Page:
This is the Century I have been looking forward to for quiet a while now. I pulled the trigger today and registered for the ride. Sue was looking over my shoulders and urged me to purchase the commemorative jersey, and I reluctantly agreed after she convinced me that this momentum is worth it, because it will mark my first mountain century.
Sue’s cousin owns a cabin on Gull Lake, which we rented for the week, and plan to arrive on the 8th, plenty of time to acclimate to the altitude. We have been going to the Sierra’s at least once per year for a couple of decades now, and I always look forward to the great fly fishing, hiking, sometimes golfing (often the greens are already frozen in September) and now a mountain century.
Last fall was the first time I cycled those remote mountain roads with incredible vistas everywhere you look. You can find some examples in this album. One challenge I tried and failed last year, was a ride up Tioga Pass from Mammoth. My tank was completely empty about 2 miles below the summit. No matter how deep I tried to dig, there was nothing left. However, this failed attempt became my motivation for riding the hills and mountains in my neighborhood to become better at climbing and ultimately gave me the confidence to register for the century.
I am not going to ride Tioga on this trip to save my legs for the century, but the pass will still be there next year, besides, I have full confidence that my next attempt will succeed.
I leave you with a course description form the High Sierra Fall Century website.
The High Sierra Fall Century begins at the Whitmore Ball Fields, just east of U.S. Hwy. 395 on the Benton Crossing Road south of Mammoth Lakes. Just after the start, turn right onto Hwy. 395, riding north toward Mammoth Mountain with the San Joaquin Ridge visible in the background.
The road follows the base of the Sierra peaks through Long Valley past the turnoff for Mammoth Lakes. The steam that you see rising off to the right of the Mammoth Junction is from the Casa Diablo Geyser (no longer a true geyser, except for occasional bursts of water), a remnant of the recent volcanic activity that created much of the spectacular scenery around you. The hot water underground that supplies the geyser has been tapped by the geothermal plant near the hillside to generate electricity.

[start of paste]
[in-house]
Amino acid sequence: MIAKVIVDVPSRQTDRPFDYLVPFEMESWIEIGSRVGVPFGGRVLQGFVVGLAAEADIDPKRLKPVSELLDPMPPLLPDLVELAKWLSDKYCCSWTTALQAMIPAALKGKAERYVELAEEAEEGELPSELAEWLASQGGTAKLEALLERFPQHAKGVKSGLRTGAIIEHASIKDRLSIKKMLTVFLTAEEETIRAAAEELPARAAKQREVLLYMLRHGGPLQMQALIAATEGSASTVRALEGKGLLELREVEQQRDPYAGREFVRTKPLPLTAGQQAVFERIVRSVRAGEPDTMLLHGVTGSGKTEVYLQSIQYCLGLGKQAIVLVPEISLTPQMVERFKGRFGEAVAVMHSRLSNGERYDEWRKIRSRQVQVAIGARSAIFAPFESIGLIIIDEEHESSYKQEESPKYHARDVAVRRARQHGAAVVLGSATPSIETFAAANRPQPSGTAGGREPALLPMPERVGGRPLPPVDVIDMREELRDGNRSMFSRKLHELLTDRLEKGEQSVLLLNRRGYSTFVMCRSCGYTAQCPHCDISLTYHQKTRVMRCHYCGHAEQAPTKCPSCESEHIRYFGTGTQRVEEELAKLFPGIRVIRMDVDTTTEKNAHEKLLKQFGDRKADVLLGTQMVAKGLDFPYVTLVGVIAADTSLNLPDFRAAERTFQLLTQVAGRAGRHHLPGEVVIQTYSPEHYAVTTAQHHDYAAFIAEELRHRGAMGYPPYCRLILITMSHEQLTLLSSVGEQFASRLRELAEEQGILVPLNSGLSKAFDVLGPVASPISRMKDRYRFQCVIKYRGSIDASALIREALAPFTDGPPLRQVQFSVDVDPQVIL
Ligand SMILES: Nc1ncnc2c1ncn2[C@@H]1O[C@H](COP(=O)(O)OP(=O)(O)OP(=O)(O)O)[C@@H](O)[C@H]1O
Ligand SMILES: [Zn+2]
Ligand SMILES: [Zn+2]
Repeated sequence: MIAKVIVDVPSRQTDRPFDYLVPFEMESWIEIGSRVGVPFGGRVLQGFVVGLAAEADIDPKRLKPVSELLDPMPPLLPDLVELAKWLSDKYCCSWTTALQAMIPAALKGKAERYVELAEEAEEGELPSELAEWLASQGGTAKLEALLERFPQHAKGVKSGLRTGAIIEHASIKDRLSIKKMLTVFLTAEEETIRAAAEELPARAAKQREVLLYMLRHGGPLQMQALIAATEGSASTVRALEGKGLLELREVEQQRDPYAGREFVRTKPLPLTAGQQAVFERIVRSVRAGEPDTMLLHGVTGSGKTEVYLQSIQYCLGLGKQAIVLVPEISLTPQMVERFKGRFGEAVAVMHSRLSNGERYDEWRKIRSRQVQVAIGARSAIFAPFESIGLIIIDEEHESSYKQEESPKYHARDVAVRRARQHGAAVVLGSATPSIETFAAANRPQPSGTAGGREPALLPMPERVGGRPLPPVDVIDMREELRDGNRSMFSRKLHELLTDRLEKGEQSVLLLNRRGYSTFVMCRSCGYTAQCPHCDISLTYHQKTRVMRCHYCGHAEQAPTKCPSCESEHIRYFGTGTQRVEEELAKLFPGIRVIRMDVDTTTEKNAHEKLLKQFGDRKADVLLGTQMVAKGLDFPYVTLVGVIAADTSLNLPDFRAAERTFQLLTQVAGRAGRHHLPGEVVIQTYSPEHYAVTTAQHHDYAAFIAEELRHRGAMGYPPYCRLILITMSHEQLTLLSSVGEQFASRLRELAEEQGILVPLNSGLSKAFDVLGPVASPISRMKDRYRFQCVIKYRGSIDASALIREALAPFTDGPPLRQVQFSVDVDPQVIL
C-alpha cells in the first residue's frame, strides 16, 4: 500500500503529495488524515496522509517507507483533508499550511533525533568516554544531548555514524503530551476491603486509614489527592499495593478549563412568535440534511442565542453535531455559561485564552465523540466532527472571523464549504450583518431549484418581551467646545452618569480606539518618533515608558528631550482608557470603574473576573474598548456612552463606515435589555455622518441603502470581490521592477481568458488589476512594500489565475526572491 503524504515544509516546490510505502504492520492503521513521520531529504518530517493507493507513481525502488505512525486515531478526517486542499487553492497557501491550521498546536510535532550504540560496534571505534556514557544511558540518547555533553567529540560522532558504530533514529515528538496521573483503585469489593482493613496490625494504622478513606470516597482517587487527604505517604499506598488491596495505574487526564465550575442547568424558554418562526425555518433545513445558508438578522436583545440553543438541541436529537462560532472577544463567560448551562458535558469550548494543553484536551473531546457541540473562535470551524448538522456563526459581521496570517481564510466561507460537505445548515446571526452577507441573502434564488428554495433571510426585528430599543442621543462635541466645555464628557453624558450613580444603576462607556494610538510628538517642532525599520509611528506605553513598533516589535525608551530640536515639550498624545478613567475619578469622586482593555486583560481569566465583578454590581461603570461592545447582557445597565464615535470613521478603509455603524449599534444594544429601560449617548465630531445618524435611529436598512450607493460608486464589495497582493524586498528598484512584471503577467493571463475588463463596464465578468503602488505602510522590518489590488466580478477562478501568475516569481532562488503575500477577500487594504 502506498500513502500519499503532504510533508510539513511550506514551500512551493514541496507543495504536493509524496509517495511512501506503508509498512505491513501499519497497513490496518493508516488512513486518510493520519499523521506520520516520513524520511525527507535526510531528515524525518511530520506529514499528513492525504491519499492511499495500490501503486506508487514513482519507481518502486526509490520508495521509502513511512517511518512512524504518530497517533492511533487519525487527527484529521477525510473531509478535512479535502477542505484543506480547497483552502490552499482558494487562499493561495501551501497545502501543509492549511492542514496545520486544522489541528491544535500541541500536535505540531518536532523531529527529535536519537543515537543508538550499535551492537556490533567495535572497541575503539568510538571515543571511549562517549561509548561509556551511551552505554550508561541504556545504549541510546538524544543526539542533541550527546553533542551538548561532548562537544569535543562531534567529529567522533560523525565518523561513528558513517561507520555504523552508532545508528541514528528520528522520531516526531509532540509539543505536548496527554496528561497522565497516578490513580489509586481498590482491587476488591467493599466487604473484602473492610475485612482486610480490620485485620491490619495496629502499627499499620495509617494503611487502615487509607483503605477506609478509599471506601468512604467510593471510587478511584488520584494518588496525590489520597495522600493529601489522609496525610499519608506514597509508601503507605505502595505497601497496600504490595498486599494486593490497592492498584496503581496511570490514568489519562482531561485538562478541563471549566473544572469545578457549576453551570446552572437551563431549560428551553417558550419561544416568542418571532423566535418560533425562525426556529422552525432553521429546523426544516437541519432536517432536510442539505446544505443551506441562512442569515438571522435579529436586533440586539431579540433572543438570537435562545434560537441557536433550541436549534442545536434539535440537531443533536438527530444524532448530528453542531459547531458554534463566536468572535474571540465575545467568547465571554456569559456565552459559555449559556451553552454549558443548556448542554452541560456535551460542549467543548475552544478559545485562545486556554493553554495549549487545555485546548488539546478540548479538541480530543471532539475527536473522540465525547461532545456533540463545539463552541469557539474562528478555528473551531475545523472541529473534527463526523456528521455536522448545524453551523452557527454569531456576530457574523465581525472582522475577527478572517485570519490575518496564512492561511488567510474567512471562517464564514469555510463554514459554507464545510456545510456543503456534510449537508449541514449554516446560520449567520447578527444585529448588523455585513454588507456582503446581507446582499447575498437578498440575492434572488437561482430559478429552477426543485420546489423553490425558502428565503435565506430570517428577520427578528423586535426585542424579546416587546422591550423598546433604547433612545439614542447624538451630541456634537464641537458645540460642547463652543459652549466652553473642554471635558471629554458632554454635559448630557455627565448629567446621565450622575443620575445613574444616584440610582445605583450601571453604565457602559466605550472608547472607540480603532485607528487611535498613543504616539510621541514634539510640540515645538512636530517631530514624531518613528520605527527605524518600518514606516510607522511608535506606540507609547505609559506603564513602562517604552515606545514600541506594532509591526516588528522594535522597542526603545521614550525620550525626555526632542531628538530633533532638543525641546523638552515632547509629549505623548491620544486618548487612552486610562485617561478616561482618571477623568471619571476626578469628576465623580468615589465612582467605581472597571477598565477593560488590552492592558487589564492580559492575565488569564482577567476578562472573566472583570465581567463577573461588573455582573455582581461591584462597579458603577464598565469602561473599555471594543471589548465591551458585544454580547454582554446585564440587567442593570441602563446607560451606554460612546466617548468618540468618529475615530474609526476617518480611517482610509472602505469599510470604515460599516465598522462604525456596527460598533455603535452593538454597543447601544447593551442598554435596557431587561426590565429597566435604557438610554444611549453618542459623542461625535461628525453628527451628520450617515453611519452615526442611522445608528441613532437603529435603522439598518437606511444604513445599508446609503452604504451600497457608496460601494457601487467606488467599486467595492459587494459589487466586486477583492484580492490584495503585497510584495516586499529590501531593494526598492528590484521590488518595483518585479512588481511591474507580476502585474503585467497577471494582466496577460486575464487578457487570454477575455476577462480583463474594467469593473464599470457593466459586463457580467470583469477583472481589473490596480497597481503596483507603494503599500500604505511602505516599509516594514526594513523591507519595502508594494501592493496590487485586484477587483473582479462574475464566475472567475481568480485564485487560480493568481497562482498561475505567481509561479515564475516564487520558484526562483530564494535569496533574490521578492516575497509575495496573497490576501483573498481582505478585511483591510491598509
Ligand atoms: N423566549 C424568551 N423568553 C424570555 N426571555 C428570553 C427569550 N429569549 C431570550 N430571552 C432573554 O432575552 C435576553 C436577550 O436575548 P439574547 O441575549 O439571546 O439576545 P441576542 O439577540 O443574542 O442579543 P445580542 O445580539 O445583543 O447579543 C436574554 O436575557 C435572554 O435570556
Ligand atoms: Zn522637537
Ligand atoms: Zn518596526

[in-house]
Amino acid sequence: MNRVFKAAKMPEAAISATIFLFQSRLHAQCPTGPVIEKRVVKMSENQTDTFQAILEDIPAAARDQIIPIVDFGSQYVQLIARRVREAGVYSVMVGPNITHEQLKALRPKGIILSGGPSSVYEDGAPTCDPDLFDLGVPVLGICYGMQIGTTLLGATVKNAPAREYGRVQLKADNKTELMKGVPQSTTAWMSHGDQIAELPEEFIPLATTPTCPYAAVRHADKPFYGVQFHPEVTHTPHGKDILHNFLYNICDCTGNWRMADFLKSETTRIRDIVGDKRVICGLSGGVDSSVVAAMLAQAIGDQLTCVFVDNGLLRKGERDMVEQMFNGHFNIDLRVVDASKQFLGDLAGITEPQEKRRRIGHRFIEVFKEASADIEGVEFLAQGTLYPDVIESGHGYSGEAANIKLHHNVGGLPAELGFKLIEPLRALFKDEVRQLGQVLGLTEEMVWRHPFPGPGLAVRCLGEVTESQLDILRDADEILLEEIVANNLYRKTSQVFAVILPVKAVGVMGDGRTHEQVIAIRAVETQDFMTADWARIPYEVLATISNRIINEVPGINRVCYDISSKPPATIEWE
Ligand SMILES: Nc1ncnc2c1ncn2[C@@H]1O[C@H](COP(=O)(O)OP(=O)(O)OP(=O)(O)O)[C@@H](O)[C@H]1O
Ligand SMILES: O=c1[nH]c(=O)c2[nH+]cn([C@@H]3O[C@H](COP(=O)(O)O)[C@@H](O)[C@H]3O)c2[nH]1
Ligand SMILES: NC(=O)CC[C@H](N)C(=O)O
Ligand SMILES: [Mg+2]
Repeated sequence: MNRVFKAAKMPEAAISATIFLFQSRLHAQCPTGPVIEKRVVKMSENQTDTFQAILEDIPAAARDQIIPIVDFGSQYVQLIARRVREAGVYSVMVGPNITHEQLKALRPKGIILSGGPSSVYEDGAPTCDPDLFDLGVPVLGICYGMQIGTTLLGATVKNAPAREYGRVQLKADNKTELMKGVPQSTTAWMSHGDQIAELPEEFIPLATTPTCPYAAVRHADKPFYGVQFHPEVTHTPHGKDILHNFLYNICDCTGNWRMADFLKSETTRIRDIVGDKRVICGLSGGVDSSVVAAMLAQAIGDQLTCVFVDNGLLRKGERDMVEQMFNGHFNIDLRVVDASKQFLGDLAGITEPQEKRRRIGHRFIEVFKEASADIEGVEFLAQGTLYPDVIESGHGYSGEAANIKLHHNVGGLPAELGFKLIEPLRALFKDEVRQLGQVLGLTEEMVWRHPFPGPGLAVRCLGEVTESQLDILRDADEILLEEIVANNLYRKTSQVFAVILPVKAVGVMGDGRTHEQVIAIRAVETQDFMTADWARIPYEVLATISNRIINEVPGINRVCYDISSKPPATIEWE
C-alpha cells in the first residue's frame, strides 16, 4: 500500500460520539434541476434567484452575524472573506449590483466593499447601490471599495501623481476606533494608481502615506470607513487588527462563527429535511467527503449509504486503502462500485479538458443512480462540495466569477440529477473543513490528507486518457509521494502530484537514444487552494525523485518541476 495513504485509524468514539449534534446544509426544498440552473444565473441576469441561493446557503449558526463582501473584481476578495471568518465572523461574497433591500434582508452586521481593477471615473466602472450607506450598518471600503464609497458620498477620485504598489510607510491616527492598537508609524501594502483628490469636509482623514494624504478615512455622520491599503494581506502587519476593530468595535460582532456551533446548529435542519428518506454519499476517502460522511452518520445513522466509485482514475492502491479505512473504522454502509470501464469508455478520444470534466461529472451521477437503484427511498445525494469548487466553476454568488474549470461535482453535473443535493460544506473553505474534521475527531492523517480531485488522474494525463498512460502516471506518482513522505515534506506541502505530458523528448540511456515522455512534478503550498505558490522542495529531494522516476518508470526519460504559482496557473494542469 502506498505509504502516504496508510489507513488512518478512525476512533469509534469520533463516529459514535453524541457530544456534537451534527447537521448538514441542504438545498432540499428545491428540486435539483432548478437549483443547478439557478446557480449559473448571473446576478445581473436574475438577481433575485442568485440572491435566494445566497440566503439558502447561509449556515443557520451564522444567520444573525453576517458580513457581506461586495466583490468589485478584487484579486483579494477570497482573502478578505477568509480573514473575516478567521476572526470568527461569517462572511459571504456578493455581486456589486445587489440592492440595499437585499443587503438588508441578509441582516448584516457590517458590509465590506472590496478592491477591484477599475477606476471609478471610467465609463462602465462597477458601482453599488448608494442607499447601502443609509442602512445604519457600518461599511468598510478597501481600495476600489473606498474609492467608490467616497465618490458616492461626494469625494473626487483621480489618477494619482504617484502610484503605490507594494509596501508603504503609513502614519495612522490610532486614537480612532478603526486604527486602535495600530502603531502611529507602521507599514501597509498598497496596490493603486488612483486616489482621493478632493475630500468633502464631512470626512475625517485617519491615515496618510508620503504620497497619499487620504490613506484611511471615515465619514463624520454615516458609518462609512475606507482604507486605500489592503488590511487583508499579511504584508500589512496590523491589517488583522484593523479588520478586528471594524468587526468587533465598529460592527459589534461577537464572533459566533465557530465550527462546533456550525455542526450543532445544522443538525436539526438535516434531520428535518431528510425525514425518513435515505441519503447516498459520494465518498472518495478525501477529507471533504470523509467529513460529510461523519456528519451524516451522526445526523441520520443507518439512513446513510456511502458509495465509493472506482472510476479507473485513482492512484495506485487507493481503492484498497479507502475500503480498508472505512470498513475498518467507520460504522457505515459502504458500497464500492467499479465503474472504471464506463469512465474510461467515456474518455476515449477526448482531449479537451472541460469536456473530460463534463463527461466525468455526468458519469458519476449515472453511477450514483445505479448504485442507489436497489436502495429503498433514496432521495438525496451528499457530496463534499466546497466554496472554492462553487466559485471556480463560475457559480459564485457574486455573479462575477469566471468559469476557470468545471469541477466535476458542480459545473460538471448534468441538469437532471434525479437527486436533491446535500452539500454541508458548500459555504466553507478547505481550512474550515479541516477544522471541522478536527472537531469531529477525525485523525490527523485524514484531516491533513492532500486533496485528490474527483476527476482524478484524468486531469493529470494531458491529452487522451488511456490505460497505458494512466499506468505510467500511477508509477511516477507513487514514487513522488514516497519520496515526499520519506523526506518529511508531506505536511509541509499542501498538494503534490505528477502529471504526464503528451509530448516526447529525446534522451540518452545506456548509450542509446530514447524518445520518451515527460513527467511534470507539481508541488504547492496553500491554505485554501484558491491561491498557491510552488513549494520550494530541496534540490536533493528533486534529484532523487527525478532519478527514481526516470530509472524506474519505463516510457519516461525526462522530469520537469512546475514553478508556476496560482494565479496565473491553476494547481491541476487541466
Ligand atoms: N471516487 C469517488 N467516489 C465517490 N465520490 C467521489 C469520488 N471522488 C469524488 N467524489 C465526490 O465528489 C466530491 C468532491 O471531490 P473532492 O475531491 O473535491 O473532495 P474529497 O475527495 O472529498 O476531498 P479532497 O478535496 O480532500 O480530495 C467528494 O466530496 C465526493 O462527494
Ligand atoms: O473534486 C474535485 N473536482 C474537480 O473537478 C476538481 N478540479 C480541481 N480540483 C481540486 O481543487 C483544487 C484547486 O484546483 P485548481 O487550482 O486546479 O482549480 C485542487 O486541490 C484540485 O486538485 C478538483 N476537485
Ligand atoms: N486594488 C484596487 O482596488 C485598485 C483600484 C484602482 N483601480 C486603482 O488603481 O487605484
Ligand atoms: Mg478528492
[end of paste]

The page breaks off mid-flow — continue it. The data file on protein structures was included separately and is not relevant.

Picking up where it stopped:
After passing the Mammoth Lakes turnoff, continue up a short hill to Smokey Bear Flat. A few miles later, the rest stop at Crestview CalTrans maintenance station marks the first long climb of the day up to Deadman Summit at 8,041 feet. From here, the road rolls over some small hills before making the short descent to the June Lake Junction.
From the June Lake Junction, ride downhill into the Mono Basin Scenic Area, catching your first views of Mono Lake, one of the oldest and most unique lakes in North America. Thanks to the continuing hard work of the Mono Lake Committee and others, reduced water diversions are allowing Mono Lake to rise toward a more ecologically healthy level. At mile 27, you will turn right onto Hwy. 120 toward Benton. Ahead, you can see the Mono Craters, the youngest volcanic chain in North America, built by volcanic activity between 40,000 and 640 years ago. After a gentle climb, the road will descend to the south shore of Mono Lake, then begin climbing through the largest Jeffrey Pine forest in the world. Across the lake you can see Black Point, the best now-exposed underwater volcano in the world. At mile 36, you will come to the Mono Mills historic site on the left for the second rest stop.
After cresting Sagehen Summit at mile 43, the highest point on the course, continue down a long, fast descent into the meadows of Adobe Valley and a well-earned lunch stop. It is believed that 100,000 years ago Mono Lake had an outlet to the Owens Valley through this valley. If you are lucky, you may catch a glimpse of a rare pronghorn antelope, native to this area but surviving in greatly reduced numbers. About forty miles after leaving US 395, you will turn right onto the Benton Crossing Road. Rest and refuel yourself at this stop, as it is 15 1/2 miles and over 1,000 feet of climbing to the top of Watterson Canyon.
After leaving Black Lake, you’ll have a steady climb for a few miles, then the road climbs very steeply for about a mile. Hang tough, because at the top of this steep section is the famed “Wildrose Lounge”, with tunes being spun by your roadside DJ hosts Lars and Sandra Pearce. A steady climb, interrupted by steep climbs of a mile or two each, will bring you to the top of Watterson Canyon.
Enjoy the fast downhill after this stop to the east side of Crowley Lake and to Benton Crossing over the Owens River. From here, the view of the Sierra is spectacular, with Mount Morrison dominating the skyline directly ahead. A few short climbs will bring you to the finish line at the Whitmore Ball Fields.